While this comparison of Facebook user demographic is rudimentary to draw any deep conclusions, the pattern is clear; countries where English is used predominantly show more even distribution of user demographic than those where another language besides English is used predominantly. Other English-speaking countries such as Canada and Australia show the similar demographic pattern as that shown by USA and GB. Non-English speaking Asian nations such as Taiwan, Philippines, and Thailand show the similar demographic pattern as that shown by Korea, China and Japan.

So what does all this mean to Facebook?

Facebook will reach, if it hasn’t already, a saturation point in English-speaking countries; if continuing user base growth were Facebook’s main objective, the company must focus on other countries (e.g. Asian countries) with localized marketing strategies to cater to user base with the different demographic pattern shown in English-speaking nations.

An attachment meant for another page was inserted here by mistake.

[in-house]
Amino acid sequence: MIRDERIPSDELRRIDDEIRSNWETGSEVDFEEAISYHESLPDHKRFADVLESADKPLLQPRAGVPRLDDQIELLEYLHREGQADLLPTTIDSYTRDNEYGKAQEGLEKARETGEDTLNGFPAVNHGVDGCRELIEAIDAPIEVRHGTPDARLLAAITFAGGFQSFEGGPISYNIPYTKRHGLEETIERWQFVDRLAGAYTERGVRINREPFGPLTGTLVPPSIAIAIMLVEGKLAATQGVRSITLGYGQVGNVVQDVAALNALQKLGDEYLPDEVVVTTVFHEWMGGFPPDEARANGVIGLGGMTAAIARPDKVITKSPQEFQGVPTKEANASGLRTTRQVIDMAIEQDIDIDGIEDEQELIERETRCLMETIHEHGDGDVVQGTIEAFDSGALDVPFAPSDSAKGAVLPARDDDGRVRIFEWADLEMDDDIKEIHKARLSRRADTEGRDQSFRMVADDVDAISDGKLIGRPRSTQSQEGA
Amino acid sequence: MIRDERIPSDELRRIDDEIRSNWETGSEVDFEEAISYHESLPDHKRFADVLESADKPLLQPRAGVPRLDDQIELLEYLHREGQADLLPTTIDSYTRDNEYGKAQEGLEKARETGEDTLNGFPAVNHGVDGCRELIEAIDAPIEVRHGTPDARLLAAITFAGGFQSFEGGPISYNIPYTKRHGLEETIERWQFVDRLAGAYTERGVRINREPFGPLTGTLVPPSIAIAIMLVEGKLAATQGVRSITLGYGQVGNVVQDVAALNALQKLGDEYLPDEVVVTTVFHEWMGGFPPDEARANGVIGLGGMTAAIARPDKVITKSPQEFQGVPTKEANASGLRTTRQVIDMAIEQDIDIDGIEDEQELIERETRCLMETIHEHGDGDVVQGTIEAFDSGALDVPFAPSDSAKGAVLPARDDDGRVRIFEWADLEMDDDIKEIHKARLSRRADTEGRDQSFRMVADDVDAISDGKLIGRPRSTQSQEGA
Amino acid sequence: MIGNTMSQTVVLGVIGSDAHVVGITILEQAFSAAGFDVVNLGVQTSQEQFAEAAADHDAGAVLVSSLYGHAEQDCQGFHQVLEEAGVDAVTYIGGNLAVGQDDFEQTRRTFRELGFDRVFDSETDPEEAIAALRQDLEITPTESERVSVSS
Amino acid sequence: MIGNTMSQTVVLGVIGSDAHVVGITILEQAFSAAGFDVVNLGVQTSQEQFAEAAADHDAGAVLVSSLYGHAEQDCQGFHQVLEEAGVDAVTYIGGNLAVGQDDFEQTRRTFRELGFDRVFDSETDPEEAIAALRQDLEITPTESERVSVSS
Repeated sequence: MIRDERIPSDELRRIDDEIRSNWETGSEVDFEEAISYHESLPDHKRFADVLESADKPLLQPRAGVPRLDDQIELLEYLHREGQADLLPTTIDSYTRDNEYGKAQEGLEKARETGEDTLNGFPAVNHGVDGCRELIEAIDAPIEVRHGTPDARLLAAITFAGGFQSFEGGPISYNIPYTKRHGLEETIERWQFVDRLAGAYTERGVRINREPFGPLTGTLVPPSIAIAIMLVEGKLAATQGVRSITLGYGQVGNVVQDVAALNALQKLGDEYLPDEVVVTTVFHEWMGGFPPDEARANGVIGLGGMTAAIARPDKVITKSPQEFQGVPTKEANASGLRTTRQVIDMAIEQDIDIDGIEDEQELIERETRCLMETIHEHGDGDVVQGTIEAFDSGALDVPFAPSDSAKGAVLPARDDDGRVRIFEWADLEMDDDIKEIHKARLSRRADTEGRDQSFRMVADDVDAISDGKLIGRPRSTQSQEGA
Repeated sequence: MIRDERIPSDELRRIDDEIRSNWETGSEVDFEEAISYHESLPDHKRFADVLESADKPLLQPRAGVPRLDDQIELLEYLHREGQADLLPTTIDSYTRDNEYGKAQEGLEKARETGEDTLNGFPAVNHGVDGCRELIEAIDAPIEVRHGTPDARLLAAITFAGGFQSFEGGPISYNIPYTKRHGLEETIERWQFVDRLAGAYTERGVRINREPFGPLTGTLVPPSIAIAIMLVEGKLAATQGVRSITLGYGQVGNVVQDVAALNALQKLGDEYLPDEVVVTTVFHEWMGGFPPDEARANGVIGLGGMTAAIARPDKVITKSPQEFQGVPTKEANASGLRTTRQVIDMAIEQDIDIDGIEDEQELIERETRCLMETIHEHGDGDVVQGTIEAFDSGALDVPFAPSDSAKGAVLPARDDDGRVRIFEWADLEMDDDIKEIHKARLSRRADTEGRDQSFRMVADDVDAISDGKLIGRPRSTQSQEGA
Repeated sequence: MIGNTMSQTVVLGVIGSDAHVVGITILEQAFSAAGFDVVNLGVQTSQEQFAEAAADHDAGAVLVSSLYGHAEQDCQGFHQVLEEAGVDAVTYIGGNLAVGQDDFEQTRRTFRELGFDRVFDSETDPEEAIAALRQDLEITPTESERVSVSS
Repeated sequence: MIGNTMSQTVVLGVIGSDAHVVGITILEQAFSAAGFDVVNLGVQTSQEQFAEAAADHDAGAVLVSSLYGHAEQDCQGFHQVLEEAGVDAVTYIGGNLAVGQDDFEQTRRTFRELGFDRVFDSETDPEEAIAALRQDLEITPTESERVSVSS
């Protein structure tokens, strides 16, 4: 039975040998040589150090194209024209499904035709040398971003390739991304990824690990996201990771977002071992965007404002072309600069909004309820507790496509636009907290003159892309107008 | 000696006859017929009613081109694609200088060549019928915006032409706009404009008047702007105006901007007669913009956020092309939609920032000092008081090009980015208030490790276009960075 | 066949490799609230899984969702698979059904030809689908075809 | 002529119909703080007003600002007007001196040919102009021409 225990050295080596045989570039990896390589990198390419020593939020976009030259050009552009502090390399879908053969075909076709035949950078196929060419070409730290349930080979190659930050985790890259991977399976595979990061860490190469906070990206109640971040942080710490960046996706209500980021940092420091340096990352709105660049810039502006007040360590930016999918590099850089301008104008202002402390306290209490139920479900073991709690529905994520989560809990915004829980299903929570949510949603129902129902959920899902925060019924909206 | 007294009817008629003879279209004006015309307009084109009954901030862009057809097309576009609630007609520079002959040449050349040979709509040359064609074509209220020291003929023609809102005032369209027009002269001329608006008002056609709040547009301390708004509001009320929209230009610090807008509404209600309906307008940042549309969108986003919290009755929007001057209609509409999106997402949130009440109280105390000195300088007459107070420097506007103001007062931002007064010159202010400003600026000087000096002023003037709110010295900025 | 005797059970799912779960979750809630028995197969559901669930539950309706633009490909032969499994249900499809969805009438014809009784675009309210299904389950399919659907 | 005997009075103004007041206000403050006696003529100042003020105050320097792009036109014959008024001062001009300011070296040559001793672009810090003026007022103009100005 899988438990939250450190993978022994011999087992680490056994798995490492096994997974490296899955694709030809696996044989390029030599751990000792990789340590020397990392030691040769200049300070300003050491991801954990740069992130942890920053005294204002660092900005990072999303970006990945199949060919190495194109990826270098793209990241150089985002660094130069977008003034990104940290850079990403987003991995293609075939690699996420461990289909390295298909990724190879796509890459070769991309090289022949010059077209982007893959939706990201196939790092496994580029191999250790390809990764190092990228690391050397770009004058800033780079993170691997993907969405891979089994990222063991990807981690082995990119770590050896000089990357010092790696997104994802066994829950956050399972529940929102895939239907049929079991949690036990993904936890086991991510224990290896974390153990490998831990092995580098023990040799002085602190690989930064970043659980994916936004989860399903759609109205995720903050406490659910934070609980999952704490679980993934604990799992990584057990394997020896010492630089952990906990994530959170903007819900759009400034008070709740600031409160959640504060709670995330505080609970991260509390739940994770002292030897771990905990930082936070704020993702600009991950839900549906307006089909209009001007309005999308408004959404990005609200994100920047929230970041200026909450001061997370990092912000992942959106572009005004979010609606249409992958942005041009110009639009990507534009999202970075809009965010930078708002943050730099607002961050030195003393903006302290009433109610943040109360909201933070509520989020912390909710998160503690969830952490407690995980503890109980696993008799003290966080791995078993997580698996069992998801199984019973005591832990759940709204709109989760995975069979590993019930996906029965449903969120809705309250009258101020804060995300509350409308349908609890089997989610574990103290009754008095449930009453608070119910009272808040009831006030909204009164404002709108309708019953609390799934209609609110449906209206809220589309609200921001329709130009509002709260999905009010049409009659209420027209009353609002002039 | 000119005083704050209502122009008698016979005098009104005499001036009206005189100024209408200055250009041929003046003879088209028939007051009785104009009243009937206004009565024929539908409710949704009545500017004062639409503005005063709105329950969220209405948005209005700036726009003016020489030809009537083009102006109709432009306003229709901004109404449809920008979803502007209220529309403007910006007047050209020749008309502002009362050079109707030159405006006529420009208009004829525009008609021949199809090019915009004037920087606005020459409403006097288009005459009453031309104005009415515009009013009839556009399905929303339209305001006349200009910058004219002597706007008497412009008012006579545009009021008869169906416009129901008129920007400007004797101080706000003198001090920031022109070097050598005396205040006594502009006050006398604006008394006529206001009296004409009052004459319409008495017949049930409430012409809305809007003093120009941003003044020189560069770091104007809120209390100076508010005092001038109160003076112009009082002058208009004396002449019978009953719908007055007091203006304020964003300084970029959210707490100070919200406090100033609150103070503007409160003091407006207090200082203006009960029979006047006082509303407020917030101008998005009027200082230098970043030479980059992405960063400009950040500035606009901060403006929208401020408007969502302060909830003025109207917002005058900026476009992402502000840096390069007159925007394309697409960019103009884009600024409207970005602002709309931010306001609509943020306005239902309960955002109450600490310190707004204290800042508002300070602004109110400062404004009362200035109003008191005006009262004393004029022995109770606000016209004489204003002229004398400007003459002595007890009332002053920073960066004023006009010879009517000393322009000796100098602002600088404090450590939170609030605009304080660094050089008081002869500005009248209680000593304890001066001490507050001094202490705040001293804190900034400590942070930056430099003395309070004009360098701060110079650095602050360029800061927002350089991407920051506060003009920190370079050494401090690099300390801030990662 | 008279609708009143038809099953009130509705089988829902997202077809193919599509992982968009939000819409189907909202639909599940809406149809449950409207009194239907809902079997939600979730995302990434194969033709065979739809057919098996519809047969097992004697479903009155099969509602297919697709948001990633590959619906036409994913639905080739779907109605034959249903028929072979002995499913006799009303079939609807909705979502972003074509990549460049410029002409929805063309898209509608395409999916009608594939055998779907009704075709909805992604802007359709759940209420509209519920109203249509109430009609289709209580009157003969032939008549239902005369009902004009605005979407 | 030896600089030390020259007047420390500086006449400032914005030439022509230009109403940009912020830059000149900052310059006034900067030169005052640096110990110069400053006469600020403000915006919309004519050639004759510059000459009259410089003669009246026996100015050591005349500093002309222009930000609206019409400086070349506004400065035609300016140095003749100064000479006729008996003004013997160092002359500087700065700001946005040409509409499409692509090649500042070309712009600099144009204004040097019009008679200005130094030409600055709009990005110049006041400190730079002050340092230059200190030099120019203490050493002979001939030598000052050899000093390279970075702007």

9 Comments

  1. April 14, 2010 at 7:27 am — Reply

    the question is whether facebook is actually going to make a concerted effort in the region or specific countries, or whether they will just be content with organic growth. Way too often is it the latter. It still surprises me often these companies miss significant opportunity to make a TRUE impact on the market by not treating Korea as the stepping stone to Asia that it is.

  2. April 15, 2010 at 8:46 am — Reply

    only time will tell. hopefully the 1-employee office will expand to accommodate a few hundred in the next coming years! can't do anything without local manpower even if you're facebook… heh